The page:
Recently, the Journal of Applied Sport Psychology published an article making suggestions about how to coach “Generation Z” (those born after 1996) athletes. The authors Gould, Nalepa, and Mignano (2020) specifically identified communication skills as a challenge for many Generation Z athletes, particularly face-to-face communication. Generation Z athletes, not shockingly, communicate best by text messaging. However, the coaches interviewed for this study felt that Gen Z athletes needed to work on their in-person communication skills, including “making eye contact, common friendly behaviors, and respectful communication” (p. 114).
Most college coaches understand that they need to meet Generation Z athletes in the middle. Coaches are morphing their communication styles by communicating with players via text and through social media. However, coaches also know that having strong interpersonal contact and communication are the basis for trusting, long-lasting relationships. For a high school athlete elevating to the collegiate level, having a clear understanding of how to effectively communicate with his or her coach is a critical skill that will give that athlete a significant edge over their peers.
Incoming college freshmen student-athletes often go from being a big fish in a small pond in high school to an average-sized fish in a very big pond. Every incoming freshman will likely have been the best performer on their team, in their school, in their state. The athlete isn’t (as) special anymore. So what does this mean for the athlete? Well, it likely means that the athlete will need to learn how to effectively communicate with their coaches in order to stand out and to build a strong relationship that allows the athlete to feel comfortable advocating for his or herself.
Gould and colleagues suggest to coaches that they need to make the effort to put themselves in their athletes’ shoes and communicate as they prefer. However, I would argue that the responsibility is equally on the young athlete to practice their in-person communication skills to meet their coaches where they are at. My feeling is that an incoming freshman athlete that knocks on his coaches door to introduce themselves and ask what they can do to succeed as a member of their program will set that athlete apart from his or her peers. Further, the process of building a personal, trusting relationship will likely start much sooner than it would otherwise. This will likely put the athlete in a better position to advocate for themselves as needed and for coaches to deliver constructive feedback to the player without the player taking it personally.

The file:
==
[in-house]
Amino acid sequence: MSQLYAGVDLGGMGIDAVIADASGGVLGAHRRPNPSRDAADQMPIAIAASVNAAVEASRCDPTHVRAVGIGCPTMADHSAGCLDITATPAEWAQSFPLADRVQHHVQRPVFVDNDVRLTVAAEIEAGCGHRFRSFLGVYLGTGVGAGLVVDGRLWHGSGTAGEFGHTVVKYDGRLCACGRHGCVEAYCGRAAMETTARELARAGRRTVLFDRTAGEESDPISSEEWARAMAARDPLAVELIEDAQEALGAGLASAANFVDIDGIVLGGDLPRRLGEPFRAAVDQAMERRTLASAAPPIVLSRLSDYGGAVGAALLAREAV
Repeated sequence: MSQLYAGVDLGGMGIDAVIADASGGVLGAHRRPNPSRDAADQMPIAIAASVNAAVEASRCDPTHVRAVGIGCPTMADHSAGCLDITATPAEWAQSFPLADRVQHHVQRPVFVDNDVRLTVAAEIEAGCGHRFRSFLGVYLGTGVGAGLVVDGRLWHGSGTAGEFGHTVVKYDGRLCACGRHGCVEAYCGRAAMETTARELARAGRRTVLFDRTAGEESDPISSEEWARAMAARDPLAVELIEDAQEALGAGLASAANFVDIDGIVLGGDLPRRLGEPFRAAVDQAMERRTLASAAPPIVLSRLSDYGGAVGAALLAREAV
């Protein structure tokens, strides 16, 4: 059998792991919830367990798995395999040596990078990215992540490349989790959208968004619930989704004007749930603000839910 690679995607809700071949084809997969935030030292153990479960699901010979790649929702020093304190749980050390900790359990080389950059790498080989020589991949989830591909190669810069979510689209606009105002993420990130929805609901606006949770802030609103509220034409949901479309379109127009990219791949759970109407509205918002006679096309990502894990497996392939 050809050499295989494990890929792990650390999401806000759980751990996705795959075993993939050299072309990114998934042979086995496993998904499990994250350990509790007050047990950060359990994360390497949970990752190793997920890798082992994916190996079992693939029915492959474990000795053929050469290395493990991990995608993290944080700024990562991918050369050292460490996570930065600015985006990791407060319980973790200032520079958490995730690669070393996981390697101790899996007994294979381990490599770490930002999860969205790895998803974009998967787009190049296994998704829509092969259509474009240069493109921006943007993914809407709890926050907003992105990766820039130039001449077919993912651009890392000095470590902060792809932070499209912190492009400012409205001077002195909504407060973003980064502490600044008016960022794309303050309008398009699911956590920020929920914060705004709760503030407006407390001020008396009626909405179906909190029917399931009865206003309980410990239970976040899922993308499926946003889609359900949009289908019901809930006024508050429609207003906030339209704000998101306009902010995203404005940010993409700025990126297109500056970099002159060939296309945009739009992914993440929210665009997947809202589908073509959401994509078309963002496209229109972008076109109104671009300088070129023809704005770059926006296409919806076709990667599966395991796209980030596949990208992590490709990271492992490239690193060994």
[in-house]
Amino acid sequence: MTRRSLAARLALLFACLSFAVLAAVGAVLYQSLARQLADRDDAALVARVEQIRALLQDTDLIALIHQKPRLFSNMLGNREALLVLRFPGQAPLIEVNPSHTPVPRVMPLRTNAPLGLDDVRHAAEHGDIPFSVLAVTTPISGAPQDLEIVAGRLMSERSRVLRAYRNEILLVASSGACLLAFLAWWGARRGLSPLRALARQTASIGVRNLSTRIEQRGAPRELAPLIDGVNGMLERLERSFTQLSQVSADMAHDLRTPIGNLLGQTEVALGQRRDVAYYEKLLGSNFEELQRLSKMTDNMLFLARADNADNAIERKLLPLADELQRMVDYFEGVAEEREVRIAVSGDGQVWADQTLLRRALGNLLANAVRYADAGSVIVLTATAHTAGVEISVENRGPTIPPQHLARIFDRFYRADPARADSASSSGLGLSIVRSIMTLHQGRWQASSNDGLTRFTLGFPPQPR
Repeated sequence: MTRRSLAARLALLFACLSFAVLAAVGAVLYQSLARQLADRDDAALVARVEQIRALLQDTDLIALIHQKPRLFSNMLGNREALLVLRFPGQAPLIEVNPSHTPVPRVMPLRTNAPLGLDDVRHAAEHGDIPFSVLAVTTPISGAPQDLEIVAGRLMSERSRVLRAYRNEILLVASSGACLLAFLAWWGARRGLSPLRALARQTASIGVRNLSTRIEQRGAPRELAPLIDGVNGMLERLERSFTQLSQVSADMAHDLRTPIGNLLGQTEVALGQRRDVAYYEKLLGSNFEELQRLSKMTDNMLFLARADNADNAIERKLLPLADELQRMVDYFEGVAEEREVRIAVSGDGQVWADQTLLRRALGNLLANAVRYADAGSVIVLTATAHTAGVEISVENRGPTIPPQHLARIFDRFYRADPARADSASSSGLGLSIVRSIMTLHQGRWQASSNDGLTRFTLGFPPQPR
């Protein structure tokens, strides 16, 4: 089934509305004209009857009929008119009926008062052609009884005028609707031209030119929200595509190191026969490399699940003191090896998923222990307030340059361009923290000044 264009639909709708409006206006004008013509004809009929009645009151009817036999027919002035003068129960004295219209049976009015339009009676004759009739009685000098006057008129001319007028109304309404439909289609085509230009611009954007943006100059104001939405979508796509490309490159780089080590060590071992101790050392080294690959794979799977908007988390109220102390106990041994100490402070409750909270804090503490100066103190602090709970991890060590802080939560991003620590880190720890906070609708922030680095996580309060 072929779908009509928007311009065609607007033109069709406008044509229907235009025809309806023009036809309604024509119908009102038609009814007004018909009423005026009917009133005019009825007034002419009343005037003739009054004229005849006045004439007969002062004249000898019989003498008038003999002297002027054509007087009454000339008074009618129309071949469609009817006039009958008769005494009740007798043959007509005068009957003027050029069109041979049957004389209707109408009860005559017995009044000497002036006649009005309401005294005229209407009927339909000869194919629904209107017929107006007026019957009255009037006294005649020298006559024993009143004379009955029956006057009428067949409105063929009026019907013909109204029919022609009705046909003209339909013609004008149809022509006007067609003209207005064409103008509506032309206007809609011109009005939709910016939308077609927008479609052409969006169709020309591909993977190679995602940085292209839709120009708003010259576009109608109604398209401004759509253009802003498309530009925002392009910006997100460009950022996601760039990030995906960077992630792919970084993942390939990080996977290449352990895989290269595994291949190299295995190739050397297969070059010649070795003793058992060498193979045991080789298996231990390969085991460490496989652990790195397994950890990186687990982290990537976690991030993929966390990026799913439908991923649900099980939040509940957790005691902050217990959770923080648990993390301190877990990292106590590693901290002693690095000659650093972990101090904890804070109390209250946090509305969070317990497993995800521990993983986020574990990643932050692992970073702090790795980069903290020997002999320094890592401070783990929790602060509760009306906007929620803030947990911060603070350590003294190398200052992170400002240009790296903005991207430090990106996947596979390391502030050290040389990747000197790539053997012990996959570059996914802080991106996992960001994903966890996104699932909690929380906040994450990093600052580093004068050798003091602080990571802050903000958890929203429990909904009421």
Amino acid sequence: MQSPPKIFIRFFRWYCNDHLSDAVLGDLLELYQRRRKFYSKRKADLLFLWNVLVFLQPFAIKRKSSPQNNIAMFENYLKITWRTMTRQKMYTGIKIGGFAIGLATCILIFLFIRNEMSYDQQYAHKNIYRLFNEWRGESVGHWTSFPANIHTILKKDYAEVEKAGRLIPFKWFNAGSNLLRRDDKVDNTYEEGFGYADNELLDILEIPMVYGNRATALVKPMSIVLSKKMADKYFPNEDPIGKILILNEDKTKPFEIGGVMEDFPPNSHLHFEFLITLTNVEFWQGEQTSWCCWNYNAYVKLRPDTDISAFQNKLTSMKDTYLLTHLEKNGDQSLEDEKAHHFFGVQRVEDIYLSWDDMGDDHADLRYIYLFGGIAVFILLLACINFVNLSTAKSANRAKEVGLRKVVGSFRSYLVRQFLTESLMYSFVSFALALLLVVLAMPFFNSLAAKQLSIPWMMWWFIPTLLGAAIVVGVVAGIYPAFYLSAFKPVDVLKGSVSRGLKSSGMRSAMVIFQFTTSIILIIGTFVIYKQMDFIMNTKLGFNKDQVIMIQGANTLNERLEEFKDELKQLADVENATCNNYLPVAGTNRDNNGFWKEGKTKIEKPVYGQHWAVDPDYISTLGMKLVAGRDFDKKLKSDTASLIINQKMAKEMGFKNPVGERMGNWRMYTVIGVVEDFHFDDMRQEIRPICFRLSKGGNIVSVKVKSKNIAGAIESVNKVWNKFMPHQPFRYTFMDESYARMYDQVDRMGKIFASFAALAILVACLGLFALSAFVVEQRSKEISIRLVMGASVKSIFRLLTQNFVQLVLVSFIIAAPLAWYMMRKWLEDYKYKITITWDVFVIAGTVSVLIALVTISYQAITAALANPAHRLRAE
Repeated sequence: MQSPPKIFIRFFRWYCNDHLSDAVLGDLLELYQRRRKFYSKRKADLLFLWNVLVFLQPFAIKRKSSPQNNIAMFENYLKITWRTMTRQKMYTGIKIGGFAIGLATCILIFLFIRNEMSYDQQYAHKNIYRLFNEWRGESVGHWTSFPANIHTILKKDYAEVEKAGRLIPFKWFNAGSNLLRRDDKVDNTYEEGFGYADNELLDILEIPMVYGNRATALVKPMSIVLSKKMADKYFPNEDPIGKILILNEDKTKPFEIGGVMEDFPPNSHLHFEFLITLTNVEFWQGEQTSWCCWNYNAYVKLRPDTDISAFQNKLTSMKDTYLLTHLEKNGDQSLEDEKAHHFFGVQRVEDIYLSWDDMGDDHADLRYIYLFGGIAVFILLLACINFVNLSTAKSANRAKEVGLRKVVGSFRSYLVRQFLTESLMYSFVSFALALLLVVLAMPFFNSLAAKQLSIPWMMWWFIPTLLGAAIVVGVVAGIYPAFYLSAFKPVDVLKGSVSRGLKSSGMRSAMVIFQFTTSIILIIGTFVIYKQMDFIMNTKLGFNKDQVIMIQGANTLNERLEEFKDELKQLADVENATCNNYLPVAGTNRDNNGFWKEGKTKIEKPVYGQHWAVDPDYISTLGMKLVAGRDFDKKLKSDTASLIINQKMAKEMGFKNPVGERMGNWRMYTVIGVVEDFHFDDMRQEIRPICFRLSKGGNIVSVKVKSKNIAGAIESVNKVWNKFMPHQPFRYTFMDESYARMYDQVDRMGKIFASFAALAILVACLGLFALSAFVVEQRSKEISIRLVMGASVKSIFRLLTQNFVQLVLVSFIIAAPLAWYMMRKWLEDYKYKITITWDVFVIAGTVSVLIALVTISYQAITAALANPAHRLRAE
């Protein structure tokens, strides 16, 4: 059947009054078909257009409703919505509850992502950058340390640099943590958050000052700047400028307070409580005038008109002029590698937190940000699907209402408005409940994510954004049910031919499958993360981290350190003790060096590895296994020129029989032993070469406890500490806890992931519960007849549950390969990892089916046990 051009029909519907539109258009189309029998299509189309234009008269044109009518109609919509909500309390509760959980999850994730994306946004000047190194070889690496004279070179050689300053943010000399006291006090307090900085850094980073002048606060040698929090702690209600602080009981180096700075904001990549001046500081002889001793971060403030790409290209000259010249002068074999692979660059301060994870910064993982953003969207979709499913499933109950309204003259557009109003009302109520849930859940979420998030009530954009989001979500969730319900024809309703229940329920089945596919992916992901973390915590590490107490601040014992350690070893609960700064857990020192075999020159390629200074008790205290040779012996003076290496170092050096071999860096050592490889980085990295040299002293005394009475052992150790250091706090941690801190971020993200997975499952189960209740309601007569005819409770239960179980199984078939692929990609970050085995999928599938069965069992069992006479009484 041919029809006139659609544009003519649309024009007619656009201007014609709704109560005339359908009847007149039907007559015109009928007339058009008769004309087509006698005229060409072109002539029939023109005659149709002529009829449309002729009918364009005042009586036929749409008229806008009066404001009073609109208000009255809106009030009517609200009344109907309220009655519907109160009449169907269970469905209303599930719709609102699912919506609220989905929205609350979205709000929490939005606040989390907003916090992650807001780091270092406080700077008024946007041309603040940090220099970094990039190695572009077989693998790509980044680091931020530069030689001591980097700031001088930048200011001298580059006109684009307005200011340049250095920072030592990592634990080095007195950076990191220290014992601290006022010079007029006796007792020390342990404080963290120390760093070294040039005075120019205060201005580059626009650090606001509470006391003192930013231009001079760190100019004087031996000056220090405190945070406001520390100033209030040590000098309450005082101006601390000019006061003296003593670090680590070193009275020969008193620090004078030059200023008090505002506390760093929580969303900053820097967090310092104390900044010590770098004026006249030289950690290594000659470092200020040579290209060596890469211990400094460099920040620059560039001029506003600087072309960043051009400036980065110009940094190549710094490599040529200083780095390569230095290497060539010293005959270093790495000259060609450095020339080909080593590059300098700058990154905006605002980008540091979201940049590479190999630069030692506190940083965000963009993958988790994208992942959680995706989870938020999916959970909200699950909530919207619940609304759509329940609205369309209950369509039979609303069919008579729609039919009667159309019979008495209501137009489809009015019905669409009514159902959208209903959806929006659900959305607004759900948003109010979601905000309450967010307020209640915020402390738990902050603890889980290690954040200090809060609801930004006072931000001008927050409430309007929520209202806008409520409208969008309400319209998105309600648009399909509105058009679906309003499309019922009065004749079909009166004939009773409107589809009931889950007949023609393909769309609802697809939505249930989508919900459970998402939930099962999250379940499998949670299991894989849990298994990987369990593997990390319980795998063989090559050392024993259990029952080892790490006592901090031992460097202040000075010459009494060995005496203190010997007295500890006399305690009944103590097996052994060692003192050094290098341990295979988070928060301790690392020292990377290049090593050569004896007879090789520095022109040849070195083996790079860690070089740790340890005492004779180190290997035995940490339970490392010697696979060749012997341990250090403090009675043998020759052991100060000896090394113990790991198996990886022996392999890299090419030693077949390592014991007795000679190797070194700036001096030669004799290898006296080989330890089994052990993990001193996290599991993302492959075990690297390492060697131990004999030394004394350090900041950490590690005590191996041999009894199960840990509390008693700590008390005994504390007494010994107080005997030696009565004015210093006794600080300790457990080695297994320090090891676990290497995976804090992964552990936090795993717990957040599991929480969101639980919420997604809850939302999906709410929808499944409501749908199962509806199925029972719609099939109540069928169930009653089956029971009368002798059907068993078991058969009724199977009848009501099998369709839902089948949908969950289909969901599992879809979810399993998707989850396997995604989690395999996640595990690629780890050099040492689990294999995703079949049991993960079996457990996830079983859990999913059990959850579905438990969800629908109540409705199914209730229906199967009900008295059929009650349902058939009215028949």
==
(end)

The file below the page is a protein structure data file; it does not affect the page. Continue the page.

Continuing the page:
So, what can a high school student-athlete do to improve their communication skills before arriving on campus?
- Try more in-person communicating: As with building any skill, mental or otherwise, practice is required. How does a student-athlete practice communication? By putting his or herself in situations where they are communicating in-person with adults rather than via technology. In a non-COVID world, this might mean knocking on a teacher or coach’s door to ask a question or address a concern that they might otherwise do by text or email. Part of getting better at communicating, like anything else, is making one’s self uncomfortable. If someone is not feeling uncomfortable, then they are probably not growing.
- Previewing conversations: Think about what a conversation with one’s soon-to-be college coach might look like when arriving on campus. What are your objectives in speaking with the coach? What does the athlete want the coach to know about him or her? How will they regulate their emotions if they get nervous or upset or angry by something the coach says? Previewing situations can be an extremely useful tool when preparing for difficult conversations.
- Work on being a better listener: Part of being a good communicator is learning how to listen well. Many teenagers think that the world starts and stops with them. Some of this is simply developmental. Young people are learning where they fit in the world around them. However, that doesn’t mean they can’t try to get better at demonstrating empathy for others – even adults – and listening to what others are saying to them. Again, listening is a skill that can be practiced. One tool for becoming a better listener is practicing mindfulness, which can help them stay in the moment and actually hear the words the other person is saying without placing too much personal value on those words.
Hopefully, this blog post was valuable. Please feel free to reach out to me any time with questions at firstname.lastname@example.org.
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Gould, D., Nalepa, J., & Mignano, M. (2020). Coaching Generation Z Athletes. Journal of Applied Sport Psychology, 32, 104-120.